“Do all you can, with all you have, in the time you have, in the place you are”

I recently came across this quote. “Do all you can, with all you have, in the time you have, in the place you are”. (Nkosi Johnson S. African advocate for children with HIV: died age 12).

The quote got me to thinking about what I can do, about what I have to offer, about the time I have to invest, and about where I am at any given moment. It was a good challenge. I (we) have a great deal to offer, I (we) have the time to offer, and I (we) are in the places to offer it. It doesn’t really require much more than I (we) have already been investing except perhaps the awareness and the willingness to offer it—unless you consider love and empathy as requiring a lot. 

Nkosi’s message is profound. What an awareness for a 12 year-old. Should it be considered profound? Or, should it be normal? Oh that it would be more common! What would I (we) need to do to make it operative in my life? I think it would require some self-honesty, self-reflection, self-evaluation, and a commitment; especially a commitment to make love operative in my life. What am I capable of doing? What do I have to offer? What time do I have? In what place am I? How is my love for others?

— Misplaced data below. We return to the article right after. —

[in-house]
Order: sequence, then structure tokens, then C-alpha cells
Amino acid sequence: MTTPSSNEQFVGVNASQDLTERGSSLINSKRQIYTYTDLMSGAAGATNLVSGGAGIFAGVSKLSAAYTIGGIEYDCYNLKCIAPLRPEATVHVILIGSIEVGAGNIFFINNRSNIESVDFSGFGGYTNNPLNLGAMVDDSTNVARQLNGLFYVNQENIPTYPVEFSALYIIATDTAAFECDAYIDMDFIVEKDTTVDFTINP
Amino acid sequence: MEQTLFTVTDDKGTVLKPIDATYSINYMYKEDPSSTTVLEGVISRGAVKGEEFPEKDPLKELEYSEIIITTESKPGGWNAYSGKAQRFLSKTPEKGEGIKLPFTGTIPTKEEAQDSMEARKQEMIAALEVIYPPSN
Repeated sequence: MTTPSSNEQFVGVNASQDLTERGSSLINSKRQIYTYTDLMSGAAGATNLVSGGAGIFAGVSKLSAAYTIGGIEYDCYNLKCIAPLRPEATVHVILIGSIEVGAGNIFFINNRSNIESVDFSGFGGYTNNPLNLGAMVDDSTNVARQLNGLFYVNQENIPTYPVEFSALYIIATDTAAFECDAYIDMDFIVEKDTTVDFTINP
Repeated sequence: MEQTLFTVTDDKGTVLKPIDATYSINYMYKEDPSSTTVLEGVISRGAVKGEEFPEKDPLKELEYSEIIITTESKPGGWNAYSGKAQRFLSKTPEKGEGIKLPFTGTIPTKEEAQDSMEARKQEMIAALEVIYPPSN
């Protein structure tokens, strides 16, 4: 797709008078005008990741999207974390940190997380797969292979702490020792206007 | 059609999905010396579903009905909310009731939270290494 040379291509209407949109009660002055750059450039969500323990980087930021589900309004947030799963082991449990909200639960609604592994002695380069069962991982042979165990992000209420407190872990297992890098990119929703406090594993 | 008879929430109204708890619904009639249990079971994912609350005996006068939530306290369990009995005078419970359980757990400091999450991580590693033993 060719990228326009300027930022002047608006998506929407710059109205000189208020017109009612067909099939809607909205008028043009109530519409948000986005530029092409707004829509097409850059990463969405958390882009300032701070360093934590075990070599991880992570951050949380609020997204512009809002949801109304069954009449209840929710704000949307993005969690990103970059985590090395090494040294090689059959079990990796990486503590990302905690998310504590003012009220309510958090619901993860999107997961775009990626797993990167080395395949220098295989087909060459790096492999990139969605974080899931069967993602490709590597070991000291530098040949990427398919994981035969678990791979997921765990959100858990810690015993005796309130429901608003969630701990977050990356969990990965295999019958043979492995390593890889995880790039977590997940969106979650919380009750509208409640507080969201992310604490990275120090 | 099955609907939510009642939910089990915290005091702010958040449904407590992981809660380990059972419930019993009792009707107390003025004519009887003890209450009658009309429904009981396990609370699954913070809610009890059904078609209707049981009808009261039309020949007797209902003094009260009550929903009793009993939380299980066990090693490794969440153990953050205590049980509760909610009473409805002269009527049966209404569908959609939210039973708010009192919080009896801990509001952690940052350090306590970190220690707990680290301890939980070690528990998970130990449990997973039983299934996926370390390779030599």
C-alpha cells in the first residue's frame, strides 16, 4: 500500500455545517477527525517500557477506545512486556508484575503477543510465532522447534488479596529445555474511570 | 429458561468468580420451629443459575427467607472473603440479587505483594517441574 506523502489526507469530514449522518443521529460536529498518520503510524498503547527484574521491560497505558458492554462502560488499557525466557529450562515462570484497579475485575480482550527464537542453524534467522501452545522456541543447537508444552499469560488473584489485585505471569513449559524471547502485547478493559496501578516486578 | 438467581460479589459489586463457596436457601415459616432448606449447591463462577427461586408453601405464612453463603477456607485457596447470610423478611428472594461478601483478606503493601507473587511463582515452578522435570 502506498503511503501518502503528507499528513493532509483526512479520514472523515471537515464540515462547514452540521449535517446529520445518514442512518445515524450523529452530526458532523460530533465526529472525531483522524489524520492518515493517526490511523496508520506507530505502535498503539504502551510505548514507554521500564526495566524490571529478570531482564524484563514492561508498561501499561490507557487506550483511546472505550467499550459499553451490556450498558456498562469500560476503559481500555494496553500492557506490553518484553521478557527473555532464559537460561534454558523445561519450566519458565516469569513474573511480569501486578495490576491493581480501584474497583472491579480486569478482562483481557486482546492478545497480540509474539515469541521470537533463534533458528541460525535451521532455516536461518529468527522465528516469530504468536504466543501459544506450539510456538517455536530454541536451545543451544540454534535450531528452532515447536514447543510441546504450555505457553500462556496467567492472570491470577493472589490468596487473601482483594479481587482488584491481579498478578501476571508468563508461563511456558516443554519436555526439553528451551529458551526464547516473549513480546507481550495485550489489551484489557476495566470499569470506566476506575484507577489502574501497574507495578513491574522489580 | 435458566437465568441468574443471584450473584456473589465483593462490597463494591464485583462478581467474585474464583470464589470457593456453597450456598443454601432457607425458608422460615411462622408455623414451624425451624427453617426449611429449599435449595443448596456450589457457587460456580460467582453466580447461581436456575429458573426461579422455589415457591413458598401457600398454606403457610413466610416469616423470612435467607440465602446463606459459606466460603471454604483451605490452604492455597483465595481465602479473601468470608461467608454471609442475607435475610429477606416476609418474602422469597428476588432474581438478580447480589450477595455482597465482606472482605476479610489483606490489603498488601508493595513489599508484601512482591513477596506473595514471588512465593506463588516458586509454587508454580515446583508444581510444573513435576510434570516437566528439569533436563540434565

What can I (we) do? Much more than might I (we) might initially consider. Each of has tremendous resources. What are we doing with those resources? Jesus, as recorded in scripture, talks about “giving a cup of water in my name” (Matthew 10:42 and Mark 9:41). We are told in Matthew 25: 40, “Truly, I say to you, as you did it to one of the least of these my brothers, you did it to me”. The exact opposite is also true. We read in Matthew 25: 45, “Truly, I say to you, as you did not do it to one of the least of these, you did not do it to me.” Whatever we have to give is important. To give, or not to give, has significant–even eternal–consequences: Not just to the one to whom we might give, but the ultimate Giver.